pawnbroker-concentrationcampSteiger is Sol Nazarman, A German-Jew survivor of the Holocaust. A Professor in Germany; the rise of Adolf Hitler saw Sol, his wife and two kids dragged off to a concentration camp. Sol saw his wife raped by Nazi soldiers and his two kids killed. He also watched his best friend tortured and killed. He survived, came to America, and now runs a pawnshop in Harlem. The experience has left Sol intellectually numb, a broken bitter, disaffected and hateful man. His pawnshop is used by Rodriquez (Brock Peters) a local Harlem big shot who uses the store as a front for laundering money for his various rackets. Sol considers everyone in the neighborhood scum. His customers who pawn their meager goods for a few dollars like trash (the great Juan Hernández has a small role as one of his customers). He likes no one and no one likes him, except for Jesus Ortiz (Jamie Sanchez), his assistant in the shop who tries to be friends. Ortiz also wants to learn the business so someday he can have his own store, but it only leads mostly to rants from Sol about how it is all meaningless except for money. Similarly, Sol rejects a welfare worker, Marilyn Birchfield (Geraldine Fitzgerald) offers of friendship. Then there Thelma Oliver’s prostitute. She works for Rodriquez but is Ortiz’s girl. In an attempt to get money for Ortiz to start his business she offers Sol her body. For Sol, seeing her bare breasts brings back painful memories of watching his wife stripped and raped by Nazi soldiers. Sol is haunted twenty four hours a day. When he rides the New York City subway, he equates the overcrowded passengers, via quick flashbacks, with the lost souls heading to concentration camps.

Thelma_Oliver_in_The_PawnbrokerToward the end of the film, Sol’s pawnshop is robbed by three former gang cohorts of Ortiz. They want money. When one of the punks pulls out a gun after Sol refuses to give them the money; he practically begs them to shoot him, Ortiz jumps in front of the old man taking the bullet for him. The selfless act lets loose a flood of emotions openly for the first time.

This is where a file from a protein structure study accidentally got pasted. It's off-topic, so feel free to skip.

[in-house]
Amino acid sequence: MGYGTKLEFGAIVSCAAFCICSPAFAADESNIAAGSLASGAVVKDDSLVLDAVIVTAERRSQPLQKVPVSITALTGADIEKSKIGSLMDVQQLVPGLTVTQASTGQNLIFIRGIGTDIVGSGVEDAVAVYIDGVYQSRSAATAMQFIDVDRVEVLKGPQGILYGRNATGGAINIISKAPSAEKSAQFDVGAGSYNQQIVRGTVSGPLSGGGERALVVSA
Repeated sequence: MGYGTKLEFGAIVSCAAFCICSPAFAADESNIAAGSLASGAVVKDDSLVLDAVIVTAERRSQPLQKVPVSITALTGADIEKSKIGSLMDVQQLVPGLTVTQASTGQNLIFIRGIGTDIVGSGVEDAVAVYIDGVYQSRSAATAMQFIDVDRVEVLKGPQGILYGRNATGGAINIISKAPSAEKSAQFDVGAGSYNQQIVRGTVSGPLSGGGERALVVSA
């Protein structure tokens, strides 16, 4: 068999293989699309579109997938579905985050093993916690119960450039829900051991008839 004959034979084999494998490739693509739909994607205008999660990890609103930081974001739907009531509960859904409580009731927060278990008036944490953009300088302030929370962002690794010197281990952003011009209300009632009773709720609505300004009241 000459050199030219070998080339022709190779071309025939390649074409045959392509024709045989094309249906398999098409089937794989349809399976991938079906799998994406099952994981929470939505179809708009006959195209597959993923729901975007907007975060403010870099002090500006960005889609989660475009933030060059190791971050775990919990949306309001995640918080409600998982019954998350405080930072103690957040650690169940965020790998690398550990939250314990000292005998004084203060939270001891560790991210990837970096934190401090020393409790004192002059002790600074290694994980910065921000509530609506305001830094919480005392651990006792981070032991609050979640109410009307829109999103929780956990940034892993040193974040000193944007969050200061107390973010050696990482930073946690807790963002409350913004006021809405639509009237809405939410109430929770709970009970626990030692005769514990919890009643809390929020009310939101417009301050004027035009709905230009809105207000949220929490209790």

The Pawnbroker is a bleak, dark film, and one of the most important American films of the 1960’s. Directed by Sydney Lumet with crisp black and white photography by cinematographer Boris Kaufman. It was filmed on location, and Lumet and Kaufman paint the mid-1960’s view of Harlem and New York as another kind of prison equating Sol’s life as trading one prison for another.

The Pawnbroker - insideCensorship, no matter who is doing the censoring (Church, Government, Organizations) never takes into consideration the importance of the work of art. Recently, the Biloxi Public School District in Mississippi banned Harper Lee’s To Kill a Mockingbird. The board claimed it was too disturbing in its use of racist language for 8th-grade students; this despite previously calling the book a “classic with a focus on developing an appreciation for how ethical principles or laws of life can help people live successfully.” (Biloxi School Curriculum Guide)